By age 60, more than half of adults will have concerns about their memory. There are ways to slow the decline of your memory, however.
What you eat, drink, whether you exercise and your levels of stress can all have an impact on your memory.
Research in the area suggests there are a number of things you can do every day to keep your mind fine-tuned.
Regular exercise can improve memory recall. In particular, studies show that regular exercise can improve spatial memory – the type of memory that lets you know where you are or where you are going at any given time. Routine exercise has been proven to improve cognitive abilities besides memory, as well as being highly beneficial for your physical wellbeing. Healthy body, healthy mind.
Working memory acts as an instant ‘cue’ card, where new information is temporarily held while you are working with it. Once a memory is no longer useful, you will usually let it go entirely. If it has future use, you transfer it to your long-term memory for later recall.
For most adults, the maximum we can hold in our working memory at any one time is about seven items. However, meditation has the potential to strengthen your working memory and improve your ability to recall extra information. Meditation does this by switching off your brain, which sounds paradoxical, but an empty mind eases the stress and helps by reducing the ‘noise’ surrounding a memory – therefore making it easier to find in your brain’s long-term filing system.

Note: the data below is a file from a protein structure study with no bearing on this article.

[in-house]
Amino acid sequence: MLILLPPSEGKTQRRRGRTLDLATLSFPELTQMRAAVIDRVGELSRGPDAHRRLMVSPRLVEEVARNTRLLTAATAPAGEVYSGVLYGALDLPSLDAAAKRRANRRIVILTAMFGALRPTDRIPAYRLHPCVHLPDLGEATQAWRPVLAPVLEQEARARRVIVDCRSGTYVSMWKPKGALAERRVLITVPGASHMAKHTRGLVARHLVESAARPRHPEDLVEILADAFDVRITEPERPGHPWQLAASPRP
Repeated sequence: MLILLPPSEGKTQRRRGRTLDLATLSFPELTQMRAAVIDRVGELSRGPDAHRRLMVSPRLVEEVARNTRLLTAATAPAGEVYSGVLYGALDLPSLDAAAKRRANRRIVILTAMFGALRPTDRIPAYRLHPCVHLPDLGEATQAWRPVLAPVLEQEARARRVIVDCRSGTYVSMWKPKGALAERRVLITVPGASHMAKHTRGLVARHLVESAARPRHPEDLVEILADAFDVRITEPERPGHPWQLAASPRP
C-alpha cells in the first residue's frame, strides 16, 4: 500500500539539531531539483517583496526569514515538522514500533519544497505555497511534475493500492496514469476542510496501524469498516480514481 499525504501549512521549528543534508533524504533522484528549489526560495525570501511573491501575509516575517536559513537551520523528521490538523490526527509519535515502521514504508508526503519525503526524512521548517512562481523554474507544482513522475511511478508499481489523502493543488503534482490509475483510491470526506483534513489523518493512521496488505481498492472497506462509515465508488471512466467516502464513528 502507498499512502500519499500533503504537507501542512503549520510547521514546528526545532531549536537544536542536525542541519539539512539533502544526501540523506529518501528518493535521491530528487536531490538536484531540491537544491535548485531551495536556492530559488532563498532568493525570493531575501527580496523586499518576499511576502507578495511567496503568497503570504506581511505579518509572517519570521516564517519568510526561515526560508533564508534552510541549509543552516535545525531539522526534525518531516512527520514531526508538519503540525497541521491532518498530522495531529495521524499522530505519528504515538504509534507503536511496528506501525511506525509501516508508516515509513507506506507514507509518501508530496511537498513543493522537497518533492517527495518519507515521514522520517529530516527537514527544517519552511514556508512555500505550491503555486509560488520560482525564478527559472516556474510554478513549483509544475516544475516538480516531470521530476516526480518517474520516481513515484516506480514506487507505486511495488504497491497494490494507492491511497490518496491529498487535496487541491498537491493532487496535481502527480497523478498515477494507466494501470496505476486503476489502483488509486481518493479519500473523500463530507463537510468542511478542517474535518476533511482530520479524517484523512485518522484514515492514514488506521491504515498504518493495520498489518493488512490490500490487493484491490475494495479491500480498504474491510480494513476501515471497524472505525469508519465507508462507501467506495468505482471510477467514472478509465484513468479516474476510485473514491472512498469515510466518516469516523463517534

Change your diet
Research from the University of Reading and the Peninsula Medical School shows that eating fresh berries may help to slow down memory loss. A study found that supplementing a daily diet with blueberries might improve the performance of working memory, which, in turn, may prolong information recall in the long term.
Blueberries, in particular, are high in flavonoids that may strengthen existing connections in the brain. More research is needed to back these findings, but the health benefits of eating fresh berries go beyond improving working or long-term memory – they’re good for you regardless.
Eating several servings of fruits and vegetables can also protect memory. Foods from plants are chock full of vitamins, minerals, and other nutrients that may protect against age-related deterioration throughout the body.
Getting a good night’s sleep is one of the best ways to maintain good memory. In fact, believe it or not, most of our memory consolidation occurs when we sleep. Research has shown that sleep deprivation also affects our ability to store information, making it difficult to learn new things or to retain any information that we process. It goes without saying then, that poor sleep patterns lead to a poor memory. So, if you ever needed an excuse for an afternoon nap, now you have one.
Do you have any tips for maintaining memory? Why not share them?
Health disclaimer: This article contains general information about health issues and is not advice. For health advice, consult your medical practitioner.